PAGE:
How do animal cells differ from plant cells?
In what way are series and parallel circuits different?
How is a burette used in titration?
Having determined what you want students to learn and how you will ascertain whether they have achieved this, you then need to plan a sequence of activities for them to acquire the knowledge or skills. This may include a practical activity, some information gathering, taking some measurements, sorting some data, or a variety of other different tasks.
Before selecting the tasks, you need to have an idea of what students might already know. Having established your starting point, you will most likely need to give students some further instruction and then you will probably need to give them an independent activity to carry out. This is so that they can practise using the knowledge or skills they are learning.
If you want students to show they have understood a concept, decide how you want this to be demonstrated, and how you will assess their learning.
Will you ask them:
for an independent written explanation?
to answer questions in writing, or orally?
A good tip is to ask yourself ‘What is the point?’ for each activity you want to include. This way, you will start to identify which methods are the most effective at achieving your objective.
If you are teaching students how to use a burette, it is likely that you might ask them which equipment is used for measuring volumes (elicit prior knowledge); then demonstrate how to use the burette (introduce new learning); give the students a chance to practise doing this for themselves (embed the learning), and finally ask them to write a method describing how to carry out a titration or to order steps of the method (assess learning).
Trawling through resources is one of the most time-consuming tasks. Use one or two tried and trusted sites and be clear about the type of activity that you want to use. If you are teaching a technique, consider whether a practical demonstration or a video is better (or whether there is time for both).
How often do you plan your questions, and how often do you plan what you will do with the answers to the questions?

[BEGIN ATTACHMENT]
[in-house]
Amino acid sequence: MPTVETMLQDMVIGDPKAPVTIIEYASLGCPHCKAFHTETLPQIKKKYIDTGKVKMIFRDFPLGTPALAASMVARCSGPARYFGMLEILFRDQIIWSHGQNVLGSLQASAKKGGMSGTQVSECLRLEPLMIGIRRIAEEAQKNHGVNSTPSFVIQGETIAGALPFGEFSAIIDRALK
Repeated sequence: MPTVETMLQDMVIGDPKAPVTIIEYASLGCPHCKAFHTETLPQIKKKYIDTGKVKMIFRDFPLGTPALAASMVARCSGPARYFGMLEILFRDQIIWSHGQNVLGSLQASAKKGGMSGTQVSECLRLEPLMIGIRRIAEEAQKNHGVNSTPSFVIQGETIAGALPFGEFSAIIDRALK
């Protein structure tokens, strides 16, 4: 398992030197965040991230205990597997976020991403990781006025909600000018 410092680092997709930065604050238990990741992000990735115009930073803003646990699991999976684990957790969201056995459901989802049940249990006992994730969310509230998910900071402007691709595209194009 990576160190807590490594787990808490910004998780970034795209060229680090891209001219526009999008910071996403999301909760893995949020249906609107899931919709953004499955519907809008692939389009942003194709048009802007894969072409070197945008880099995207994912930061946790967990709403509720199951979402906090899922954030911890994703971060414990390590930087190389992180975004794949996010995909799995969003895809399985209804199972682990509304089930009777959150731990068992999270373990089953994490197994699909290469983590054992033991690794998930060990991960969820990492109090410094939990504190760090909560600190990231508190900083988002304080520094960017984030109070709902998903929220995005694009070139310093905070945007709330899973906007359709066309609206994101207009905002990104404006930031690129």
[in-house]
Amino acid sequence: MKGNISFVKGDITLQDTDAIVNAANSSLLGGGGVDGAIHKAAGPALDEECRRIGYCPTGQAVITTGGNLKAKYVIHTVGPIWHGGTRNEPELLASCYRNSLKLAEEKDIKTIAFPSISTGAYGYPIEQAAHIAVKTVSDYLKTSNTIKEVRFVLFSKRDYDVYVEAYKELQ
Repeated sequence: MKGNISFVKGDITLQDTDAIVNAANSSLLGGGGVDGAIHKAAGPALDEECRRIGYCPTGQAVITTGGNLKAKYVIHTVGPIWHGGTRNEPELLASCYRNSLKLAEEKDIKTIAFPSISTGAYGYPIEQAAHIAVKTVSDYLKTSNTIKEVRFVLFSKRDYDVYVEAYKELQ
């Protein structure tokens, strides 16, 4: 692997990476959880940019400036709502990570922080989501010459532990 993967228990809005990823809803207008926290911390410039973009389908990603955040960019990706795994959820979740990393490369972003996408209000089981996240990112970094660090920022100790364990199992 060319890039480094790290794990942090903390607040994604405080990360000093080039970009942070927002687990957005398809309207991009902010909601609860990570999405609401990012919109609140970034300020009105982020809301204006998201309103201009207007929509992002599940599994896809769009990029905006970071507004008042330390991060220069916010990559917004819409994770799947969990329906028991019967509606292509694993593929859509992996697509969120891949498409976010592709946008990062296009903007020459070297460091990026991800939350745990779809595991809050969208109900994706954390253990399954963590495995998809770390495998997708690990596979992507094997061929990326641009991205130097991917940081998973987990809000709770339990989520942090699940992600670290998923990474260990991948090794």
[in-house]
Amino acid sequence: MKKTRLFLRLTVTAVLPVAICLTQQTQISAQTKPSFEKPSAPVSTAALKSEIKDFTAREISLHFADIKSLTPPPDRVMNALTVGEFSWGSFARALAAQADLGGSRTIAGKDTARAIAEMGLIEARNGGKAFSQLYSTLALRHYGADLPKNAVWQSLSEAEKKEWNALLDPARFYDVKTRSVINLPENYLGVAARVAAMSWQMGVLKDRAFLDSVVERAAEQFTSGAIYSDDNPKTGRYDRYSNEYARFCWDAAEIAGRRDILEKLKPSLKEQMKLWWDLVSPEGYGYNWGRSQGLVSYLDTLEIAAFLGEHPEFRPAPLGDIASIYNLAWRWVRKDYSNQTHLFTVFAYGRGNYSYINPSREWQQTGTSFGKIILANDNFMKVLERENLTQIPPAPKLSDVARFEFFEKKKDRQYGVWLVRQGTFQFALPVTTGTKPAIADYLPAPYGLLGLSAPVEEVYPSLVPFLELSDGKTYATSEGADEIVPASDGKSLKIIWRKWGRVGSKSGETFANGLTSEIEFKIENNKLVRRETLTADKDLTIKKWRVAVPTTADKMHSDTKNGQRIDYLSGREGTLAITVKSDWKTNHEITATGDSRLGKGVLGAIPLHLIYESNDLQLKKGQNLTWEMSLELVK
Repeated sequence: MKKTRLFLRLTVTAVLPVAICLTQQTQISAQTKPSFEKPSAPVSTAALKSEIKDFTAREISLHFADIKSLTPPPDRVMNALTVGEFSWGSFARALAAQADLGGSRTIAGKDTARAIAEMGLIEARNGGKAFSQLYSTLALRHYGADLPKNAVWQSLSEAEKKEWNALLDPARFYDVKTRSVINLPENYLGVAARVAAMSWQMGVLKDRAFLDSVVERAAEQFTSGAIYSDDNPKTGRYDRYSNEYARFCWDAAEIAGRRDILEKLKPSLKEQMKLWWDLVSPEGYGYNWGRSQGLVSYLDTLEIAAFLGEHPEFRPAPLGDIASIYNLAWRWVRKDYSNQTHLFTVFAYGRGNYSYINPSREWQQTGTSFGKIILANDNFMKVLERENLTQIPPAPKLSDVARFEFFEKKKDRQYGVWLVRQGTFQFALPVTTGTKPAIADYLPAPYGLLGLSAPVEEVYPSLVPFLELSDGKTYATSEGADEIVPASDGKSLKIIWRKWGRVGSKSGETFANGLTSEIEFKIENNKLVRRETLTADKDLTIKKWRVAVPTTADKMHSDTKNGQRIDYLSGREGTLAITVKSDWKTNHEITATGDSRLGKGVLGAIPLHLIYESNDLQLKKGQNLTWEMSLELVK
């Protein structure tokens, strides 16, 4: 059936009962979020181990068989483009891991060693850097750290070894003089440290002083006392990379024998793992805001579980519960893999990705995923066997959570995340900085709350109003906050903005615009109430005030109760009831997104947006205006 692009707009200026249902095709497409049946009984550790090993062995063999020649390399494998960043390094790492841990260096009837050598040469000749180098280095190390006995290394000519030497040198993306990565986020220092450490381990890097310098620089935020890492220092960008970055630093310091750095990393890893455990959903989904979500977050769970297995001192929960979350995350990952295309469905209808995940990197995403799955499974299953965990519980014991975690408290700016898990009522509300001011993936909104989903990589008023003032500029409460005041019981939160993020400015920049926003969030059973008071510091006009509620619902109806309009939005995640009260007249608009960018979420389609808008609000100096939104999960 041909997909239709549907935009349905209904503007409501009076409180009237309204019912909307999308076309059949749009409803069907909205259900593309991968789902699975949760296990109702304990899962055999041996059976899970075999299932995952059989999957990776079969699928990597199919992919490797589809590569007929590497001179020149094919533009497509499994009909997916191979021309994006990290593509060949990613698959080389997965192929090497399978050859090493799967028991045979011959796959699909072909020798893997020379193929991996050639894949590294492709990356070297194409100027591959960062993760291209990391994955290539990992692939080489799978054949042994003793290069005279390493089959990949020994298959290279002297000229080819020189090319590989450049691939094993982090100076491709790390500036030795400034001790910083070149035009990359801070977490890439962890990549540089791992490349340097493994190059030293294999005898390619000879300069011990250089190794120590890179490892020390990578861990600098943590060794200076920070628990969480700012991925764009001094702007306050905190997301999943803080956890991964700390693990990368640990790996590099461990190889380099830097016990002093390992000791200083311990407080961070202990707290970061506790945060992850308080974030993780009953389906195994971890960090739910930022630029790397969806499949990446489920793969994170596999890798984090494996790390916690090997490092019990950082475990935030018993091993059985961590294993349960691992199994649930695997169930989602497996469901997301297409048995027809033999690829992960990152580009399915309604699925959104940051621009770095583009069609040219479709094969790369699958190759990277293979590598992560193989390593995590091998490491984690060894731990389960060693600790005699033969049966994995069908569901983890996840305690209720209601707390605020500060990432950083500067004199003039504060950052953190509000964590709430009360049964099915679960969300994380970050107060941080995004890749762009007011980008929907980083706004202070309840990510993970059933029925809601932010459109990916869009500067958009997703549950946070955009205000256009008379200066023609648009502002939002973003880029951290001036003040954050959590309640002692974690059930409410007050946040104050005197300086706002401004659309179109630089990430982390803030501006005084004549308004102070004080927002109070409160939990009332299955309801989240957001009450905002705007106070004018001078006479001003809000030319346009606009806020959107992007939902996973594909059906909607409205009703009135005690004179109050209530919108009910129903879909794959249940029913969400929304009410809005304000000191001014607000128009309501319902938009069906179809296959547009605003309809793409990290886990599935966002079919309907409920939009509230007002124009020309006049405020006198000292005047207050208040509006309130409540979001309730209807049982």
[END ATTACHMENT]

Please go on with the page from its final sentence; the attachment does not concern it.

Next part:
Questioning serves lots of different purposes and it is important to be clear why you are asking a particular question. It is important to elicit prior knowledge – but totally pointless if that doesn’t inform your next steps. So, when you ask students what they know about a topic might be important – particularly if you are not confident about adapting lessons whilst you are delivering a topic. In this case, try finding out what students know about the topic you want to cover in the next lesson, at the end of the current one. You can use this to inform your planning and help you to decide on your starting point for the next topic.
Questions can take different forms:
closed questions to confirm knowledge
more open, higher order questions to demonstrate understanding
follow-up questions to really probe a student’s depth of understanding.
Using Bloom’s taxonomy as a guide can help to develop the level of questioning by moving from simple recall, through description and explanation, to analysis and evaluation (remembering to ask students to justify their thinking as they go).
Another way of extending questioning is to ask a different student whether they agree with an answer and why.
Targeting questions is one way of differentiating, and no hands up should help to increase engagement, whilst mini whiteboards can give you a chance to assess everyone’s understanding quickly.
You can find more on the use of questioning here.
Marking is one way of giving feedback to move learning forward. It is an essential tool to help assess students’ understanding. However, if it takes place too long after the work has been completed, it loses its impact.
Using mini whiteboards in lessons can give immediate feedback on whether students have understood something, but for this to be effective you need responses to be quick to assess. This kind of live marking works well for single words or statements, true or false, or multiple-choice questions.
When marking student work, you may find that you are writing similar responses on lots of the work. There are a variety of approaches to dealing with this – including giving class feedback, where you use a code to designate a particular response and a follow-up task.
It is the follow-up tasks that are important here – so when setting the original activity, try to think about what it is that you intend the student to gain from the task. Once you are clear why they are doing something, it is much easier to determine the next steps activity.
For example: If students have been given a cell to label and classify as an example of a plant or animal cell, the follow-up task may be determining what is in each type of cell, drawing a typical plant cell, or listing the differences between plant and animal cells.